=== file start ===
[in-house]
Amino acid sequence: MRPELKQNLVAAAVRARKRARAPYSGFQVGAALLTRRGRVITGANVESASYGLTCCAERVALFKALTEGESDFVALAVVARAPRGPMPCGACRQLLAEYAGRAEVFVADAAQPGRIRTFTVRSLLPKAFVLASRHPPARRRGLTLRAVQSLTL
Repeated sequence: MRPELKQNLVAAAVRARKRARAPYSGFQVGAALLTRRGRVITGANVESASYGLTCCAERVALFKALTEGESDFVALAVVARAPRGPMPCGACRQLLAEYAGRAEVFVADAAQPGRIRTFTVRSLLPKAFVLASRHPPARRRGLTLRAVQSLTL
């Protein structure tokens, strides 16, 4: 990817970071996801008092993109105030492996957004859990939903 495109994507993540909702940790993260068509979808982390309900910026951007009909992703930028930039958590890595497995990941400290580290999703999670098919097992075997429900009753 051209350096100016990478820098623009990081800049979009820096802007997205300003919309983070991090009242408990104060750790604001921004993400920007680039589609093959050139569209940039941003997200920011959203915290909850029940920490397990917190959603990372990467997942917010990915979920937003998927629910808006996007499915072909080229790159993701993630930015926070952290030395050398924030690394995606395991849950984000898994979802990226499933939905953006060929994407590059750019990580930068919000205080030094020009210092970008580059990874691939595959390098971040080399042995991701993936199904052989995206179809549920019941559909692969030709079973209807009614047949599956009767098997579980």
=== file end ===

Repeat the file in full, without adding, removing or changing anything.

[in-house]
Amino acid sequence: MRPELKQNLVAAAVRARKRARAPYSGFQVGAALLTRRGRVITGANVESASYGLTCCAERVALFKALTEGESDFVALAVVARAPRGPMPCGACRQLLAEYAGRAEVFVADAAQPGRIRTFTVRSLLPKAFVLASRHPPARRRGLTLRAVQSLTL
Repeated sequence: MRPELKQNLVAAAVRARKRARAPYSGFQVGAALLTRRGRVITGANVESASYGLTCCAERVALFKALTEGESDFVALAVVARAPRGPMPCGACRQLLAEYAGRAEVFVADAAQPGRIRTFTVRSLLPKAFVLASRHPPARRRGLTLRAVQSLTL
């Protein structure tokens, strides 16, 4: 990817970071996801008092993109105030492996957004859990939903 495109994507993540909702940790993260068509979808982390309900910026951007009909992703930028930039958590890595497995990941400290580290999703999670098919097992075997429900009753 051209350096100016990478820098623009990081800049979009820096802007997205300003919309983070991090009242408990104060750790604001921004993400920007680039589609093959050139569209940039941003997200920011959203915290909850029940920490397990917190959603990372990467997942917010990915979920937003998927629910808006996007499915072909080229790159993701993630930015926070952290030395050398924030690394995606395991849950984000898994979802990226499933939905953006060929994407590059750019990580930068919000205080030094020009210092970008580059990874691939595959390098971040080399042995991701993936199904052989995206179809549920019941559909692969030709079973209807009614047949599956009767098997579980």